The Monday before Christmas, freshman volleyball player Marissa Akers was diagnosed with Hodgkins Lymphoma, cancer of the lymph nodes.
Akers then had to make a plan to undergo chemotherapy treatments and decide whether to put her studies at Knox on hold for the upcoming term.
After deep consideration, Akers made the decision to stay enrolled in her Winter Term classes while undergoing chemotherapy in Galesburg. Her parents and three siblings, who live several hours away in Shelbyville, Ind., supported Akers in her decision.
After the first week of treatment this term though, Akers realized how difficult this whole process would be.
“The first chemo treatment I had was the worst week of my life. I threw up non-stop. They didn’t know what to do for me.”
The hardest part for Akers was trying to keep it just between her couple close friends.
“I think people kind of started realizing after my first chemo session. I started wearing sweatpants out of the dorm to class or meals, which I never used to do. I have modeled for 14 years so fashion is really important to me. And my skin tone changed, I started getting really pale.”
Still, Akers remained committed to continuing her education during this difficult time, attending classes as much as she could even if she had to leave multiple times to get sick in the bathroom.
It was a dark time for Akers, as she explained, “I was without my family, just living in my dorm with chemo.”
Akers found it difficult to fight through her recovery process without her family by her side, forcing her to start realizing that it would probably be best to continue her treatment at home with her family.
“Without my family there, it was kind of just a mental depression. I wanted my family, I wanted my mom to hold me when I was upset and I just wanted to be home. Going through chemo, the biggest problem is that people get depressed and when that happens you can’t really come back from it,” said Akers.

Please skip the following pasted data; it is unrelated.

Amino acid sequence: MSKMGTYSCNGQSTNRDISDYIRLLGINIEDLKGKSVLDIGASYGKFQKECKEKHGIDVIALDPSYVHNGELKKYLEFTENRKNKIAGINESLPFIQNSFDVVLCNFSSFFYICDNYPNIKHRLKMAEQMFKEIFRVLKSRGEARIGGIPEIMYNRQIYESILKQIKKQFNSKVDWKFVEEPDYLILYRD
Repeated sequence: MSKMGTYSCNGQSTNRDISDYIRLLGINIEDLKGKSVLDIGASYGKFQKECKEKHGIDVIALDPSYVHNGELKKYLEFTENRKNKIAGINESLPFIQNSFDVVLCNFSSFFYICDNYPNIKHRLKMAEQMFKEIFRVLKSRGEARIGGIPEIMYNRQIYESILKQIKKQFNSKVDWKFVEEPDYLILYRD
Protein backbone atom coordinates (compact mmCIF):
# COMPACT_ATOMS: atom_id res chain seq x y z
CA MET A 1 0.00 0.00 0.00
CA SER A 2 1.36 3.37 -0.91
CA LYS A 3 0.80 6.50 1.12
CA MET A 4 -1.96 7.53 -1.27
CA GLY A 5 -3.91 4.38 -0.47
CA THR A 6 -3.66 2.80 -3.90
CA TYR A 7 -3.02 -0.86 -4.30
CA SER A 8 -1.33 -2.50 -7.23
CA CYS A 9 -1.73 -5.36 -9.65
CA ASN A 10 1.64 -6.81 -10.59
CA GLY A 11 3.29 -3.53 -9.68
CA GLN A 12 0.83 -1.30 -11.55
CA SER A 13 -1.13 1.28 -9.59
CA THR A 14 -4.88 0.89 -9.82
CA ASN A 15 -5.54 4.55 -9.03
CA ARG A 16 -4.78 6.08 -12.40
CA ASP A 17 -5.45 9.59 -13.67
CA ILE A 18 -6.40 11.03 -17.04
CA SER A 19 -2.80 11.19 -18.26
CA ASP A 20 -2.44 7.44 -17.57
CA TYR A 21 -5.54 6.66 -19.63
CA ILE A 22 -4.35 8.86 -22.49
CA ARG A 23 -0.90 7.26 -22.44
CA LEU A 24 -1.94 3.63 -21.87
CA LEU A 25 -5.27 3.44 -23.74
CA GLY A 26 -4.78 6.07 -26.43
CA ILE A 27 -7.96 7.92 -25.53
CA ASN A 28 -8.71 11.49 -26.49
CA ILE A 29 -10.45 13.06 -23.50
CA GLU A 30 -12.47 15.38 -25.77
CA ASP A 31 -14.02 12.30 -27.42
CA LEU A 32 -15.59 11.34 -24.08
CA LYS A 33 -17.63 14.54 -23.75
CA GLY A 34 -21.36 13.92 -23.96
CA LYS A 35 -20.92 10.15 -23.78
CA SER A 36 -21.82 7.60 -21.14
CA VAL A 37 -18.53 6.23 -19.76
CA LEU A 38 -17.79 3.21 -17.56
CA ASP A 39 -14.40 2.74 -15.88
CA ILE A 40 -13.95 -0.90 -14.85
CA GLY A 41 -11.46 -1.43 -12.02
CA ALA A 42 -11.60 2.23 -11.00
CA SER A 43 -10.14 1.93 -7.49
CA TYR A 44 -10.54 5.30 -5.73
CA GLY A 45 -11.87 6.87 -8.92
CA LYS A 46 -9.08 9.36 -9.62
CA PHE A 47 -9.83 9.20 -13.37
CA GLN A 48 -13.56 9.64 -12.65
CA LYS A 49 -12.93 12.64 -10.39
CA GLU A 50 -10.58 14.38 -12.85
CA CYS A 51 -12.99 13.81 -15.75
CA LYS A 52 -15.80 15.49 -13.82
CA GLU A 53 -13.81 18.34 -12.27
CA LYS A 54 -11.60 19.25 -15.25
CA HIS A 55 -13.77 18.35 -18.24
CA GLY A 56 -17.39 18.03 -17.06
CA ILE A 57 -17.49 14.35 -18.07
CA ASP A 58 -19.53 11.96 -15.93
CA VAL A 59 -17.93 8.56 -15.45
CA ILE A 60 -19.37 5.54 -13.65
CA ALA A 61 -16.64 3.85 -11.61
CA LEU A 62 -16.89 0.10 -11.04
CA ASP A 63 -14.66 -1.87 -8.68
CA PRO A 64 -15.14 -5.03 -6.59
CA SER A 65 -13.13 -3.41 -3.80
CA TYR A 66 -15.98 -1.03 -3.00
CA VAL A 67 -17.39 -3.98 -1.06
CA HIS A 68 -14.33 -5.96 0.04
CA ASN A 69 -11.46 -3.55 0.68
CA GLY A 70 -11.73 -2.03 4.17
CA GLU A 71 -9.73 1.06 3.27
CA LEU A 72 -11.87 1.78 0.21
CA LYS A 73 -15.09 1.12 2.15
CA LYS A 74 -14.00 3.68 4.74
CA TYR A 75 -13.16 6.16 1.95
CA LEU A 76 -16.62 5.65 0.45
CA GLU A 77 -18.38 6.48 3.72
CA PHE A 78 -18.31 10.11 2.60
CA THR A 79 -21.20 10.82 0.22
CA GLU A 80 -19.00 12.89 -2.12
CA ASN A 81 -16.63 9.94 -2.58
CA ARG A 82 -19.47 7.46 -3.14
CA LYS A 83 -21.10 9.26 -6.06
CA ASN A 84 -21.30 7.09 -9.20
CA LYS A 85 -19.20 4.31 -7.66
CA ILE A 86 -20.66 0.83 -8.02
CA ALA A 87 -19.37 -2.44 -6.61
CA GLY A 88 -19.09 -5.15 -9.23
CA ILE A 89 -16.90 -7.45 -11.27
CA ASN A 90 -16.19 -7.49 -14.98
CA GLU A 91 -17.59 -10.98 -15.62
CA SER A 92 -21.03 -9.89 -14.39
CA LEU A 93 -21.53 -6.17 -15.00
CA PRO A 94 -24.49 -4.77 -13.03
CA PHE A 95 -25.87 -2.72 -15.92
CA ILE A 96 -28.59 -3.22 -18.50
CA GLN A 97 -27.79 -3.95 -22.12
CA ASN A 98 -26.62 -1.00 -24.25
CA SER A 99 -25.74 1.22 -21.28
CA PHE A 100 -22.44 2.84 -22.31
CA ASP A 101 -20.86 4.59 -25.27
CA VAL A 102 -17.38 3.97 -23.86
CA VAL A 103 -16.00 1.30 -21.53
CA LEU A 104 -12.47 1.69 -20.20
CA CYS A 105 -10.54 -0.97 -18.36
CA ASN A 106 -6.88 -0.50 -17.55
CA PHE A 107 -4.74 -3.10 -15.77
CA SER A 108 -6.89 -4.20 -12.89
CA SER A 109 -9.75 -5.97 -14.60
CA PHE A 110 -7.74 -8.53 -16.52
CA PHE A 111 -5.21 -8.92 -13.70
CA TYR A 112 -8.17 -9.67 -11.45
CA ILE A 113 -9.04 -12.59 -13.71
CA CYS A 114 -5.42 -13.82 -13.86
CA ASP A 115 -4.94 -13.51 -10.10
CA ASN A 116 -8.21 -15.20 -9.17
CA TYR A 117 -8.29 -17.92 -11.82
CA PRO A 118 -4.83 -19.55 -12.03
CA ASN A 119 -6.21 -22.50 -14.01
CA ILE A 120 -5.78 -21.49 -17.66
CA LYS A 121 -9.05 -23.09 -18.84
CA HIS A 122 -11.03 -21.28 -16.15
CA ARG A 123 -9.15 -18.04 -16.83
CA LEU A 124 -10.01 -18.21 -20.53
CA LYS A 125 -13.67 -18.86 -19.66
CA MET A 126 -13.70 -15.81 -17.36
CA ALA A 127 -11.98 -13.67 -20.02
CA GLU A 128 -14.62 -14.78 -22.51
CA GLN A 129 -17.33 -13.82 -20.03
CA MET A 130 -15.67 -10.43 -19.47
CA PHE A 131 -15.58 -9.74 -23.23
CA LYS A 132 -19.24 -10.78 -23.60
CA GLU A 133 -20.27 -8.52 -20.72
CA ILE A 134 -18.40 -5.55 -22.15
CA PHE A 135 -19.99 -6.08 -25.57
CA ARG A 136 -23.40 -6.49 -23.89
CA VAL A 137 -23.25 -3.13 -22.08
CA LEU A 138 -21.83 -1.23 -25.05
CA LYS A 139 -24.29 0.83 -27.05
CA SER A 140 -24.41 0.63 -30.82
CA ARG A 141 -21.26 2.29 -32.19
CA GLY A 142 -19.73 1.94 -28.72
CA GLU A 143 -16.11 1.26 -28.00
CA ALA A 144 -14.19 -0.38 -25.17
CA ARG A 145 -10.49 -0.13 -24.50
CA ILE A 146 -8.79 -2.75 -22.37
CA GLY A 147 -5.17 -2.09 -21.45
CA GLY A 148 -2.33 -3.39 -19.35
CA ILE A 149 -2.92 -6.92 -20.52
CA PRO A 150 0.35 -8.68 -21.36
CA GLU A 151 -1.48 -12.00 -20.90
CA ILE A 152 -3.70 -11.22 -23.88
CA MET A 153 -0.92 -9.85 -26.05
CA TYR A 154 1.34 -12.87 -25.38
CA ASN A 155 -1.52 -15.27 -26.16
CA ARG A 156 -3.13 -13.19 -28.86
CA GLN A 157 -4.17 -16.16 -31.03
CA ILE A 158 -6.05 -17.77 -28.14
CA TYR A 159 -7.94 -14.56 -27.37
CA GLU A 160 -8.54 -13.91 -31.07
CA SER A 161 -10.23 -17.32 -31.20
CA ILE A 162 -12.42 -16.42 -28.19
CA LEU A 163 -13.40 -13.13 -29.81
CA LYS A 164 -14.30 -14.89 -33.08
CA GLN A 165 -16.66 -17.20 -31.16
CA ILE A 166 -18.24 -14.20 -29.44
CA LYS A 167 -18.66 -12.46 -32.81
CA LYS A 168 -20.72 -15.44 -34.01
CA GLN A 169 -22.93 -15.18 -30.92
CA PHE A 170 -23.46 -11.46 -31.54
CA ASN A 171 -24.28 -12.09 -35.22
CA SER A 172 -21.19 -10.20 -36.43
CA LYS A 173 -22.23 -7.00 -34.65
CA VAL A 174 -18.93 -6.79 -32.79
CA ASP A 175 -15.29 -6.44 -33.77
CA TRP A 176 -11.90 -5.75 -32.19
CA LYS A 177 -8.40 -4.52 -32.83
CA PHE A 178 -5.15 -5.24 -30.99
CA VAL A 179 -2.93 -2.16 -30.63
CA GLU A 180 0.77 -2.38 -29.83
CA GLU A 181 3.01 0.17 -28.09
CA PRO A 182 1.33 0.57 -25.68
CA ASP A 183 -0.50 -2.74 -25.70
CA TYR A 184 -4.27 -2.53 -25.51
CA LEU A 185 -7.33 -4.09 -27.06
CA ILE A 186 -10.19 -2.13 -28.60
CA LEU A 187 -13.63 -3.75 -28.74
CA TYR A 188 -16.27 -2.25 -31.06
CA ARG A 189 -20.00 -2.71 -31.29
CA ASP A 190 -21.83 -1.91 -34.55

After her first chemotherapy treatment, Akers was beginning to realize keeping her secret would be near impossible.
“I wanted to keep it low-key, I didn’t want a lot of people to know, but my friends started finding out and reaching out to me asking how they can help. The amount of support I got when people started finding out was amazing, and that is why I feel confident in telling everyone now,” Akers said.
Since then, Akers has received countless messages and texts from people offering their support, even from people she does not even know.
“I think mentally it’s a lot better for me to have everyone know and support me rather than feeling like I had to hide it,” Akers said.
The strong response of support from the community and her friends surprised Akers.
“The way people took it was different than I thought it would be. I thought putting it out there would turn people away from me instead of pulling them closer. When everyone started reaching out to me and supporting me I was so surprised,” she said.
Quickly, these messages of support started turning into concrete action. Akers’s friends created a GoFundMe page and began raising money for the Akers family.
One of Akers’s biggest supporters has been Volleyball Coach Ashley McDonough. When Akers told McDonough that she had been diagnosed, McDonough was not surprised by what immediately came next.
“She told me she was playing next season and I better not re-recruit her position. I told her — jokingly but not joking — ‘Don’t worry I won’t, but I am going to make you do just as many burpees as anyone else. Don’t think you’re getting out of anything,’” McDonough said.
McDonough and Akers have a very close relationship and while their relationship on the volleyball court always has them pushing each other to improve.
“She challenged me in a good way to come up with alternative ways of getting her ‘to let go’ and just have a little fun.” McDonough said, continuing, “As a coach, any time a kid can make you reevaluate yourself that’s a good thing.”
McDonough added that Akers is “stubborn as hell,” but absolutely determined to become the best person, student, player and teammate she can at all times.
Even when Akers unenrolled from her classes for the term and headed home for her treatments, the support campaign led by McDonough continued.
Akers and McDonough continue to stay in constant contact through their daily texts in which Akers updates her on how she feels that day, what her plans are and just general conversation.